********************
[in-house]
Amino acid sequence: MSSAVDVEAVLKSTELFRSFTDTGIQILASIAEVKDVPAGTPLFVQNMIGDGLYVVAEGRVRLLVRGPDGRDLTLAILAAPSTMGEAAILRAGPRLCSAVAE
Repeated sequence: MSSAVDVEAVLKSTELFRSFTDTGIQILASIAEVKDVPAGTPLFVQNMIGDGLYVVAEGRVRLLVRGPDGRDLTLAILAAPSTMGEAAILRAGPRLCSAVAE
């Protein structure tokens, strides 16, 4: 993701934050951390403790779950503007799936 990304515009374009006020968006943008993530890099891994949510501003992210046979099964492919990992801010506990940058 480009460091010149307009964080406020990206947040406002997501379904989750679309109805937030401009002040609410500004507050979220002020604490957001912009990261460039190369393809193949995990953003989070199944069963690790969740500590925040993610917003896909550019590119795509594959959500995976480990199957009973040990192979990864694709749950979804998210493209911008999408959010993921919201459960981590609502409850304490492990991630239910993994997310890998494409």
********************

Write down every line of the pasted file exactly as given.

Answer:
[in-house]
Amino acid sequence: MSSAVDVEAVLKSTELFRSFTDTGIQILASIAEVKDVPAGTPLFVQNMIGDGLYVVAEGRVRLLVRGPDGRDLTLAILAAPSTMGEAAILRAGPRLCSAVAE
Repeated sequence: MSSAVDVEAVLKSTELFRSFTDTGIQILASIAEVKDVPAGTPLFVQNMIGDGLYVVAEGRVRLLVRGPDGRDLTLAILAAPSTMGEAAILRAGPRLCSAVAE
């Protein structure tokens, strides 16, 4: 993701934050951390403790779950503007799936 990304515009374009006020968006943008993530890099891994949510501003992210046979099964492919990992801010506990940058 480009460091010149307009964080406020990206947040406002997501379904989750679309109805937030401009002040609410500004507050979220002020604490957001912009990261460039190369393809193949995990953003989070199944069963690790969740500590925040993610917003896909550019590119795509594959959500995976480990199957009973040990192979990864694709749950979804998210493209911008999408959010993921919201459960981590609502409850304490492990991630239910993994997310890998494409």